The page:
Nutrition, education and awareness raising developments in the progressive realization of the right to adequate food

29.07.2014 - 19.08.2014

2014 marks the 10th anniversary of the Voluntary Guidelines to support the progressive realization of the right to adequate food in the context of national food security (Right to Food Guidelines). At its 41st Session from 13-17 October 2014 the Committee on World Food Security (CFS) will undertake a retrospective of the progress made in the implementation of the Right to Food Guidelines (RtFG). FAO prepared a number of working studies on different aspects of the Right to Food Guidelines as a contribution to the retrospective, and a number of these will be discussed in the Right to Food Forum. Developments in nutrition, education and awareness raising are the subject of this second online discussion.

As a basis for this discussion, the relevant working study is available here. It explores advances and challenges related to the Right to Food Guidelines 10 and 11 and argues that:

  1. the achievement of nutritional and culturally accepted well-being is an integral part of the full realization of the right to adequate food. Nutrition considerations must be included in all food system debates and measures being taken regarding the protection, fulfilment and respect of this right;
  2. education and awareness raising give people needed knowledge which helps them develop skills to make good food choices, and build their confidence in claiming their rights through a broad spectrum of tools and means, including human rights and nutrition education.

The working study concludes that nutritious diets, access to education, and increased awareness on the right to food are not only instrumental, but vital to achieving people’s full physical and cognitive human development, potential and health, concepts which are interdependent, indivisible and interrelated with regard to the right to food. This discussion aims at gathering more evidence from the past 10 years on Guidelines 10 and 11. We would particularly welcome contributions around the following focus questions:

  • Are there some specific country examples or stories that illustrate how a given nutrition intervention (such as in nutrition-sensitive agriculture, nutrition education, appropriate breastfeeding practices, clean water and adequate sanitation, etc.) contributed to the progressive realization of the right to food (for example by increasing knowledge and capacity of decision-makers; by helping beneficiaries making informed decision on nutrition-sensitive matters, etc.)?
  • Are there some specific country examples or stories that illustrate how a particular education or awareness raising intervention (such as in human rights, nutrition, health, food safety, literacy and other skills training for sustainable development; primary, secondary and higher education; information sharing; school and university curricula) contributed to the progressive realization of the right to food (for example by supporting investment in nutrition, human rights or food security training; or broadening primary education for girls and women and other vulnerable groups; strengthening technical knowledge and education at higher level on human rights, nutrition and the right to food, etc.)?

Please join the debate on nutrition, education, awareness raising and the right to food!

I thank you in advance for your thoughts and comments!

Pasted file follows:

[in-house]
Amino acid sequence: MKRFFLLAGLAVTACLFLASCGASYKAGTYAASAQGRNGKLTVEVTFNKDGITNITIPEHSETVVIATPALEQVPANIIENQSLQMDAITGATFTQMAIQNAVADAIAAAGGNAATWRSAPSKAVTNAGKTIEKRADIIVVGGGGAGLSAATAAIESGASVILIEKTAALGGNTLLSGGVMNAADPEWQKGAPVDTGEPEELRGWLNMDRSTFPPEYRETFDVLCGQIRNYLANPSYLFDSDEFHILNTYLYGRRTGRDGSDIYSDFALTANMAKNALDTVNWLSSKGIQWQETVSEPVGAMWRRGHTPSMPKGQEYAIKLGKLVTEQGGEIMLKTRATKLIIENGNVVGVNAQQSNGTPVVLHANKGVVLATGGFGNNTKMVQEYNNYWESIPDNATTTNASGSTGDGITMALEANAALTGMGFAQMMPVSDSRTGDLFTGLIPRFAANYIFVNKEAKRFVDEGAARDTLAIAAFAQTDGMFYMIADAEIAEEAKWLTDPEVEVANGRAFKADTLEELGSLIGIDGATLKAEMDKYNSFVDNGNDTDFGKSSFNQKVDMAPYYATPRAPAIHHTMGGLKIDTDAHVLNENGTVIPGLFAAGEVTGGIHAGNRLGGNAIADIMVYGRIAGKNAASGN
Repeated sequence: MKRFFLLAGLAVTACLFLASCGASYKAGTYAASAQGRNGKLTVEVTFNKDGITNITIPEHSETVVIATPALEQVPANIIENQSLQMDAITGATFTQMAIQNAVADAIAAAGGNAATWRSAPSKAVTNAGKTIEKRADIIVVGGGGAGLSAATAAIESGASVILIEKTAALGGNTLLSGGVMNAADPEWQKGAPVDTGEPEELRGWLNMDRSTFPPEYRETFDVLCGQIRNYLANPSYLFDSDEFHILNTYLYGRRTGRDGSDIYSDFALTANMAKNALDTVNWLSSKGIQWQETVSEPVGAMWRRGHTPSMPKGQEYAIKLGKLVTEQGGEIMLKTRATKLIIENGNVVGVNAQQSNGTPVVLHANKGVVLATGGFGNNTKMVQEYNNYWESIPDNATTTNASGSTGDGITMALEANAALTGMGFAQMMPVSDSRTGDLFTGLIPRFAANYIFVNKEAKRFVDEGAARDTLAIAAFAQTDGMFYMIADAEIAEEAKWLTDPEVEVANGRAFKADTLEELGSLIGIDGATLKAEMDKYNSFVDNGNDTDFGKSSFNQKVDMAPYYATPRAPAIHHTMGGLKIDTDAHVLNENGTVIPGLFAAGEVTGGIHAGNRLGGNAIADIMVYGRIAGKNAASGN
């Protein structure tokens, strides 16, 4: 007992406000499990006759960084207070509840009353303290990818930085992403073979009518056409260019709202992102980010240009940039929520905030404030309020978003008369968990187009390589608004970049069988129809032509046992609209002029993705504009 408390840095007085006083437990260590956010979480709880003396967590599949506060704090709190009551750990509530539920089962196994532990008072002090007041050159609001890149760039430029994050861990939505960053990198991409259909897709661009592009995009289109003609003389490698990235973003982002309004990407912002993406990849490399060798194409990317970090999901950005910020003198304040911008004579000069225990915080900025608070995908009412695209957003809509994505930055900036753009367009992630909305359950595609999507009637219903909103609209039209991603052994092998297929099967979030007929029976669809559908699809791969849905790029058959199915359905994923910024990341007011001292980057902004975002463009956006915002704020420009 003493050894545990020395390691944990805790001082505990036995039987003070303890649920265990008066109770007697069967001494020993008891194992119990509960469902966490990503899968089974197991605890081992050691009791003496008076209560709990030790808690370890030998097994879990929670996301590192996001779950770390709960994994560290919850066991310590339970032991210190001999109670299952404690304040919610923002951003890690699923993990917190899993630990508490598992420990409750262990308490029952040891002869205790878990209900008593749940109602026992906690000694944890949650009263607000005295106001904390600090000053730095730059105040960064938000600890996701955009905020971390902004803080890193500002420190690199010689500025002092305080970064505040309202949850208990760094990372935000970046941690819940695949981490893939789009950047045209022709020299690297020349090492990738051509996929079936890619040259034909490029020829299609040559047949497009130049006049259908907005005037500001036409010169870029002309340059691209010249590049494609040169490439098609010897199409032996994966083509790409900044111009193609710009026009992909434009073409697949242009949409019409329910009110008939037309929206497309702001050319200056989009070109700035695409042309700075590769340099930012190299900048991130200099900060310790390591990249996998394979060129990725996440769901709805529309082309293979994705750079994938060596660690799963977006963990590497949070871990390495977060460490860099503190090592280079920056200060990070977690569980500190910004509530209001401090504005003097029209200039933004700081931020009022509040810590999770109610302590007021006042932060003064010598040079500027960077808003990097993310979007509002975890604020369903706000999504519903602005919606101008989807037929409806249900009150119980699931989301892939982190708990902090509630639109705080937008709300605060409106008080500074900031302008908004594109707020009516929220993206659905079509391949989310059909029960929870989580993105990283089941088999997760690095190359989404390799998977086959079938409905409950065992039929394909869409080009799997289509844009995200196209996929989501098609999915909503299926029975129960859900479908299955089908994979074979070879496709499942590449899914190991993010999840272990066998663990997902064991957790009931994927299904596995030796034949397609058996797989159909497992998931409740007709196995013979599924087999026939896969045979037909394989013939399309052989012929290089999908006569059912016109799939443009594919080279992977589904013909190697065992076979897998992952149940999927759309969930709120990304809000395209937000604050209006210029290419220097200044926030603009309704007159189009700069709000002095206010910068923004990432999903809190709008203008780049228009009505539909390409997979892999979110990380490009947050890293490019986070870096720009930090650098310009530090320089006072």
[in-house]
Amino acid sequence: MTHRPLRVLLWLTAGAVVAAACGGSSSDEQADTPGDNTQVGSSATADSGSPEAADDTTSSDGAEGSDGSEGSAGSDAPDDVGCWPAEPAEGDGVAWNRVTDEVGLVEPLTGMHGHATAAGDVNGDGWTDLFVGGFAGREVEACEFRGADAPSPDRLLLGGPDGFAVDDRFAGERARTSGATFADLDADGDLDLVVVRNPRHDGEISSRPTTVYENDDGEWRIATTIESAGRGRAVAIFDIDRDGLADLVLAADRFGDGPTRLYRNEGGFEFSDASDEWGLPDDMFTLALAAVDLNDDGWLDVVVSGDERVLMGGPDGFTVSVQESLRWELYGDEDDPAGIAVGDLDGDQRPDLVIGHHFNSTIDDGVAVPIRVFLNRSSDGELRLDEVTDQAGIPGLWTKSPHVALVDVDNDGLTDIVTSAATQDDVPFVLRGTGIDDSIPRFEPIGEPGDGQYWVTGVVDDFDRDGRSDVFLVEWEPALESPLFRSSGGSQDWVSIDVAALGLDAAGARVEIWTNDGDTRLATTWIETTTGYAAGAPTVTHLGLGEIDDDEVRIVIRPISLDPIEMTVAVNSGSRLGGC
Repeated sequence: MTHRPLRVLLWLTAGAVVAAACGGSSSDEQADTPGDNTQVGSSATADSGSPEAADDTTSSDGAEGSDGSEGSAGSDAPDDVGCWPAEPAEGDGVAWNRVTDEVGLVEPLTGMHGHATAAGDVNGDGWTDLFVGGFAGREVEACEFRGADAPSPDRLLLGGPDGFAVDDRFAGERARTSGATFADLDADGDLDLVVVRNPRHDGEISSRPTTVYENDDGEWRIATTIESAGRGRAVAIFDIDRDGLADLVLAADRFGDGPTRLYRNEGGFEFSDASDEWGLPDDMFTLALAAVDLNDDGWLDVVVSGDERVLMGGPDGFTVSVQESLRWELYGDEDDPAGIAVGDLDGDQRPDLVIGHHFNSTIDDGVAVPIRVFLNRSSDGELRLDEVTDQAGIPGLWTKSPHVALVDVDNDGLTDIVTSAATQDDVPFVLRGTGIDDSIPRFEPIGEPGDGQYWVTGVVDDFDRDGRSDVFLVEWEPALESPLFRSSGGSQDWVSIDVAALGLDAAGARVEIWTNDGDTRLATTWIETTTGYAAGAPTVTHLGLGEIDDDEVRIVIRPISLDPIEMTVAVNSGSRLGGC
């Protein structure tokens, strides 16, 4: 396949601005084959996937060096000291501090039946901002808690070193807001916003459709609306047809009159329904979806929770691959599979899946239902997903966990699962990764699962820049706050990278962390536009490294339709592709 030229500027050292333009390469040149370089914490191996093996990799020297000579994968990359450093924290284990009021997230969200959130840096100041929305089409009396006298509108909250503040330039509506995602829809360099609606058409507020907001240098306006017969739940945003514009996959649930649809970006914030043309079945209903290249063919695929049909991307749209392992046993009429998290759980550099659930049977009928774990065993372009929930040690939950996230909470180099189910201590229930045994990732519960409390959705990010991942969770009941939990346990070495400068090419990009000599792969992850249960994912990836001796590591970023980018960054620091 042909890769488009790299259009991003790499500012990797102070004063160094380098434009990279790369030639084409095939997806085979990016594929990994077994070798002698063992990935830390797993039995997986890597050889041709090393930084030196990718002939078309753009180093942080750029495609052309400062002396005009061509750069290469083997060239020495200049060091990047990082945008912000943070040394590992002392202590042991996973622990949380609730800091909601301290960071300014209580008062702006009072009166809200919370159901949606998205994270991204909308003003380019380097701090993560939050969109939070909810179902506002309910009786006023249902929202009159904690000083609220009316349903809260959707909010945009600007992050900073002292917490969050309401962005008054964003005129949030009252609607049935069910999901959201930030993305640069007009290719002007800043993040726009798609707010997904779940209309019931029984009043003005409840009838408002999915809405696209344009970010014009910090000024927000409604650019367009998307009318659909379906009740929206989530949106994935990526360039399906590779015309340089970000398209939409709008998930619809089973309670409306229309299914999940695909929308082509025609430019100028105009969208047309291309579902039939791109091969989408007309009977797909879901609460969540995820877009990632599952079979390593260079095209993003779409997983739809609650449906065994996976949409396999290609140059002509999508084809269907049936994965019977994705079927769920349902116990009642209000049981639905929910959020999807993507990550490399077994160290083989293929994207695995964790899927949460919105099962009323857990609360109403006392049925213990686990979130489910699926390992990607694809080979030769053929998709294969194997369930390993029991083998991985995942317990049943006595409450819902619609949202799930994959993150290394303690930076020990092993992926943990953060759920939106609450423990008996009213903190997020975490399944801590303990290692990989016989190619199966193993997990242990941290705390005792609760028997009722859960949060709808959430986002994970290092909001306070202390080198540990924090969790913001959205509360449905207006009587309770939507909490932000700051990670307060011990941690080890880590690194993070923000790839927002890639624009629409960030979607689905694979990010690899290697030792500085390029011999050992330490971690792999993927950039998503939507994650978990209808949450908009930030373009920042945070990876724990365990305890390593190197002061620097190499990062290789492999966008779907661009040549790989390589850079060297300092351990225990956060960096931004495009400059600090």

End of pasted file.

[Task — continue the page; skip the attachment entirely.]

Serena Pepino, FAO Right to Food Team (ESA)

This discussion is now closed. Please contact us for any further information.

Serena Pepino FAO - Facilitator of the discussion, Italy

Dear Right to Food Forum members and contributors to the online discussion on Nutrition, education and awareness raising developments in the progressive realization of the right to adequate food.

Thank you very much once again for your valuable inputs to this discussion. Your comments reflected experiences and insights from a wealth of contributors coming from different countries, some of which we already acknowledged (India and Nicaragua) and news ones such as the USA, Costa Rica, South Africa, Bangladesh, Venezuela, Bolivia and Pakistan.

A number of elements raised in this discussion have been repeatedly brought up by many of you as crucial issues in terms of improving the realization of the right to adequate food in nutrition, education and awareness raising interventions. Participation, equality, capacity, information and experience sharing, knowledge and (human rights) learning, empowerment, commitment and responsibility were all mentioned by you as being important elements. This is of course not an exhaustive list but the examples and comments of this discussion show that the realization of the right to food is very much dependable on a wide and broad number of factors pertinent to the education and nutrition sectors, not to mention the realization of other fundamental human rights. What you also highlighted during the discussion is that commitment out there does exist and that in many countries progress to guarantee that everyone can enjoy the right to food is made daily.

As rights holders or duty bearers, we all have an important role to play. The Right to Food Guidelines offer inspiration and concrete policy guidance on how to ensure, among other, that nutrition and education interventions make a difference in the realization of the right to food, wherever such interventions are designed, implemented and monitored.  

FAO shall not tire to promote this human right and use the Right to Food Guidelines as its main tool. The Committee on World Food Security (CFS) will include a session on a ten year retrospective on progress made in implementing the Right to Food Guidelines at its 41st Session in October 2014. Your contributions to the two questions posed in this discussion helped informing this important global debate and for that, I thank you wholeheartedly!